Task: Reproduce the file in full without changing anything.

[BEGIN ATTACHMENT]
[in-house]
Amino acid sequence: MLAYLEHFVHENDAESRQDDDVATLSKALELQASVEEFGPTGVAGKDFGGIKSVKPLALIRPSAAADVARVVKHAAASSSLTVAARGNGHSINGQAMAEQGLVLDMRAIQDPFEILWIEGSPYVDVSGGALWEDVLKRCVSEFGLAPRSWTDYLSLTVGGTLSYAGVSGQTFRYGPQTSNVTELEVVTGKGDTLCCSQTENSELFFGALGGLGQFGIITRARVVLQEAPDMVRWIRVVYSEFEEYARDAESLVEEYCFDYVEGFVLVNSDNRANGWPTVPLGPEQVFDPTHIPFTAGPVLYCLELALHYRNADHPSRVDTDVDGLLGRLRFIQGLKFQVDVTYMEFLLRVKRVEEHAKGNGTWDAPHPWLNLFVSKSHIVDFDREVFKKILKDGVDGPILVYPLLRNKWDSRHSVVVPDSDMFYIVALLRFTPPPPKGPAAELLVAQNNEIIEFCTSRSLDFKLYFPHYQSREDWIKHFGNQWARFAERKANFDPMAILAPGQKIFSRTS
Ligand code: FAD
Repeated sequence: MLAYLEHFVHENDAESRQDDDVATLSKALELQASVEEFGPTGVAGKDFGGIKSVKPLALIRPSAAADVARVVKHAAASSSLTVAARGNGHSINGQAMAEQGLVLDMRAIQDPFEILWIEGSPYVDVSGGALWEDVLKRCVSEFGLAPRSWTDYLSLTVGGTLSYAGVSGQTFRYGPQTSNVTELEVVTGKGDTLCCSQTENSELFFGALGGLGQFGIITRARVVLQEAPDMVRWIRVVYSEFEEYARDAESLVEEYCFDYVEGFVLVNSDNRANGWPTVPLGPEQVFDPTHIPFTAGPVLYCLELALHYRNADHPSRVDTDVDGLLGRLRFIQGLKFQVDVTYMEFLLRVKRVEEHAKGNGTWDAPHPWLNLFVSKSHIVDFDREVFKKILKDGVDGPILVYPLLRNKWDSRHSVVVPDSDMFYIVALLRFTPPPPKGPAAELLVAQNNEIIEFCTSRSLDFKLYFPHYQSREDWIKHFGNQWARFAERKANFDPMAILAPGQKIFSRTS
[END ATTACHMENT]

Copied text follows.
[in-house]
Amino acid sequence: MLAYLEHFVHENDAESRQDDDVATLSKALELQASVEEFGPTGVAGKDFGGIKSVKPLALIRPSAAADVARVVKHAAASSSLTVAARGNGHSINGQAMAEQGLVLDMRAIQDPFEILWIEGSPYVDVSGGALWEDVLKRCVSEFGLAPRSWTDYLSLTVGGTLSYAGVSGQTFRYGPQTSNVTELEVVTGKGDTLCCSQTENSELFFGALGGLGQFGIITRARVVLQEAPDMVRWIRVVYSEFEEYARDAESLVEEYCFDYVEGFVLVNSDNRANGWPTVPLGPEQVFDPTHIPFTAGPVLYCLELALHYRNADHPSRVDTDVDGLLGRLRFIQGLKFQVDVTYMEFLLRVKRVEEHAKGNGTWDAPHPWLNLFVSKSHIVDFDREVFKKILKDGVDGPILVYPLLRNKWDSRHSVVVPDSDMFYIVALLRFTPPPPKGPAAELLVAQNNEIIEFCTSRSLDFKLYFPHYQSREDWIKHFGNQWARFAERKANFDPMAILAPGQKIFSRTS
Ligand code: FAD
Repeated sequence: MLAYLEHFVHENDAESRQDDDVATLSKALELQASVEEFGPTGVAGKDFGGIKSVKPLALIRPSAAADVARVVKHAAASSSLTVAARGNGHSINGQAMAEQGLVLDMRAIQDPFEILWIEGSPYVDVSGGALWEDVLKRCVSEFGLAPRSWTDYLSLTVGGTLSYAGVSGQTFRYGPQTSNVTELEVVTGKGDTLCCSQTENSELFFGALGGLGQFGIITRARVVLQEAPDMVRWIRVVYSEFEEYARDAESLVEEYCFDYVEGFVLVNSDNRANGWPTVPLGPEQVFDPTHIPFTAGPVLYCLELALHYRNADHPSRVDTDVDGLLGRLRFIQGLKFQVDVTYMEFLLRVKRVEEHAKGNGTWDAPHPWLNLFVSKSHIVDFDREVFKKILKDGVDGPILVYPLLRNKWDSRHSVVVPDSDMFYIVALLRFTPPPPKGPAAELLVAQNNEIIEFCTSRSLDFKLYFPHYQSREDWIKHFGNQWARFAERKANFDPMAILAPGQKIFSRTS